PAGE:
Action News joins the search for Cleopatra

Friday, May 21, 2010

Saturday, members of the Action News team including Sarah Bloomquist will be traveling from Philadelphia to New York and then taking the 12 hour flight to Cairo. From there, they'll travel three hours by car to Alexandria in Northern Egypt on the Mediterranean Sea.

The team is going to find the true story of Cleopatra in anticipation of the exhibit opening at the Franklin Institute on June 5th. There, underwater, archaeologists are uncovering ancient artifacts dating from Cleopatra's time 2,000 years ago.

This is the underwater world of Cleopatra, the last pharaoh of Egypt. Here off the coast of Alexandria, archaeologists have discovered the great queen's sunken city.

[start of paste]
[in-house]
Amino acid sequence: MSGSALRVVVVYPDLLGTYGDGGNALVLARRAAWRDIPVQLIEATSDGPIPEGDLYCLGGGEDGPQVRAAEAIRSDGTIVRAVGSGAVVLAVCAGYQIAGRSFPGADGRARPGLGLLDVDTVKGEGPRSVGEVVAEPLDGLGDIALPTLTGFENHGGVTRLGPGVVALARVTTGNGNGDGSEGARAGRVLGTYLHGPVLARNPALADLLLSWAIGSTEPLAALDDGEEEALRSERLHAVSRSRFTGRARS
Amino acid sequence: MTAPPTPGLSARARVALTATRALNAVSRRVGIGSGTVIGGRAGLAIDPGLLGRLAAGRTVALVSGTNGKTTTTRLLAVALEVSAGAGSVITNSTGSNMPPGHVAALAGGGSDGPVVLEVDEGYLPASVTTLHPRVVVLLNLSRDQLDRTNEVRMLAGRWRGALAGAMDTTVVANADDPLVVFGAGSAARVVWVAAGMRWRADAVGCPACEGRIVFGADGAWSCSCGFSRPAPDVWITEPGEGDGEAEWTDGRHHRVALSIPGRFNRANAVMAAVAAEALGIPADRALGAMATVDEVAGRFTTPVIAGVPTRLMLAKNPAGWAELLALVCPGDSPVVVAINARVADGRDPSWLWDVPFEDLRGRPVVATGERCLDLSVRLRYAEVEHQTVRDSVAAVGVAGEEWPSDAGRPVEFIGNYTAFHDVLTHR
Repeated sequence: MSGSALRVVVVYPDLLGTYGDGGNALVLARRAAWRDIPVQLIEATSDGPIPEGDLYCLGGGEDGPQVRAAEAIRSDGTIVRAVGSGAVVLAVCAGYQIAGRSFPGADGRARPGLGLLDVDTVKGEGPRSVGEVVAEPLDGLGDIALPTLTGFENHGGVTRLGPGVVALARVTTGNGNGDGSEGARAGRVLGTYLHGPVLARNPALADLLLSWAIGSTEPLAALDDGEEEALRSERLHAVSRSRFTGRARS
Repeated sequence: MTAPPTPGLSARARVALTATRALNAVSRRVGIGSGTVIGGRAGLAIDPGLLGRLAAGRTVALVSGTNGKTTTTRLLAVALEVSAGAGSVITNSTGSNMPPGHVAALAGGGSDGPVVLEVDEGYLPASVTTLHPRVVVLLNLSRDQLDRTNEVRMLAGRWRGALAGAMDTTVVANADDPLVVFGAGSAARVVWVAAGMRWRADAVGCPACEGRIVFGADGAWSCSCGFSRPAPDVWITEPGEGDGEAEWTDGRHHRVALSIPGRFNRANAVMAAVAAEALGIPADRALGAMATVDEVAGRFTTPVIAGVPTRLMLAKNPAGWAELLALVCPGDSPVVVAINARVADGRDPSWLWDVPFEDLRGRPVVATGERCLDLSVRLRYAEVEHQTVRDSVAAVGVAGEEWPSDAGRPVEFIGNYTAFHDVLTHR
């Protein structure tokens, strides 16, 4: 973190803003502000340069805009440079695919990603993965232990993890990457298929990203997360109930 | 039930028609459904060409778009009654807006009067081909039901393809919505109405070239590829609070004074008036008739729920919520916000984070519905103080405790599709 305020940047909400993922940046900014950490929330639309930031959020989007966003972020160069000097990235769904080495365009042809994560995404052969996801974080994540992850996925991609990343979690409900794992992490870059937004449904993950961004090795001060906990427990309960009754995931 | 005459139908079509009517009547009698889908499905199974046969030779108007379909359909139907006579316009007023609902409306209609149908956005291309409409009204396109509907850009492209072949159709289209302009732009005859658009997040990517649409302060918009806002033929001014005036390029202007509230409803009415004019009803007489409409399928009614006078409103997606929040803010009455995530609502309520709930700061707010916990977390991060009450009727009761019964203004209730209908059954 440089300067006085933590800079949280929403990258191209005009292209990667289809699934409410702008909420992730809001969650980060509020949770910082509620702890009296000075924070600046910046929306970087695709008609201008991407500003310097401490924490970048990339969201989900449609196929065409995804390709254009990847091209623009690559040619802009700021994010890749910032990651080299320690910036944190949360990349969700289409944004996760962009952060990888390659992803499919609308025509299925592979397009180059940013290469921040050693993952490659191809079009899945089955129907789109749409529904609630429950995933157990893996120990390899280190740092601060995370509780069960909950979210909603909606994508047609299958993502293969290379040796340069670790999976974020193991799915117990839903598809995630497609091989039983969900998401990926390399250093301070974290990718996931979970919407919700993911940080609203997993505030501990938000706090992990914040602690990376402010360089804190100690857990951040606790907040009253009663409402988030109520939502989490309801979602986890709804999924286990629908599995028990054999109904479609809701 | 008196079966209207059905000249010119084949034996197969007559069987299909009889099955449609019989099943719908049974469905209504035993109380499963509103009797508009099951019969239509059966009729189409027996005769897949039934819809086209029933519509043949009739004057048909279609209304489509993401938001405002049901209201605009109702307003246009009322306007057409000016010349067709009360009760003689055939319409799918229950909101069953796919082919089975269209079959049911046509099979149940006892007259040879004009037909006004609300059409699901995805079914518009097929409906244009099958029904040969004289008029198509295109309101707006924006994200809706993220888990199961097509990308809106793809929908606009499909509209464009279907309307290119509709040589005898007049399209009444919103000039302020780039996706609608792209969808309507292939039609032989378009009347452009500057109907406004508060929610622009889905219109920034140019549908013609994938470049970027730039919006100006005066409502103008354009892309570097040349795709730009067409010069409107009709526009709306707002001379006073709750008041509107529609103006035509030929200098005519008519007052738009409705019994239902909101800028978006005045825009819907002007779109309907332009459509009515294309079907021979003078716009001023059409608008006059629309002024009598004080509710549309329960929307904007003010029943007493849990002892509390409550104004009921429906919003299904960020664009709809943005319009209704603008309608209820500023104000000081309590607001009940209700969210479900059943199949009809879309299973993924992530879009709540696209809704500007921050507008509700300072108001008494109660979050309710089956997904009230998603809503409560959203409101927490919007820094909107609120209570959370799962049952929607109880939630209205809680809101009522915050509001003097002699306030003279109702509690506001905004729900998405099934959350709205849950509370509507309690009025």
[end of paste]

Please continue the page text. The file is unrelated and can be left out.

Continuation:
In the murky waters, divers are finding ancient artifacts dating from Cleopatra's time and long before: Sphinxes, temple columns, great sculptures.

Cleopatra and her ancestors ruled Egypt from Alexandria more than 2,000 years ago, but a series of a natural disasters destroyed the ancient part of the city and buried it all beneath the sea.

Each new find gives new insight into Cleopatra's life and times.

Now, these underwater explorers are mapping Cleopatra's sunken city on the ocean floor and bringing ancient artifacts and monuments to the surface. Soon, they will be on display at Philadelphia's Franklin Institute.

Action News will take you to this off-shore archaeological dive site off the coast of Alexandria, Egypt. "Cleopatra, the Search for the Last Queen of Egypt" debuts at the Franklin Institute on June 5th.

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egypt, philadelphia, pennsylvania, franklin institute, history, local/state, sarah bloomquist
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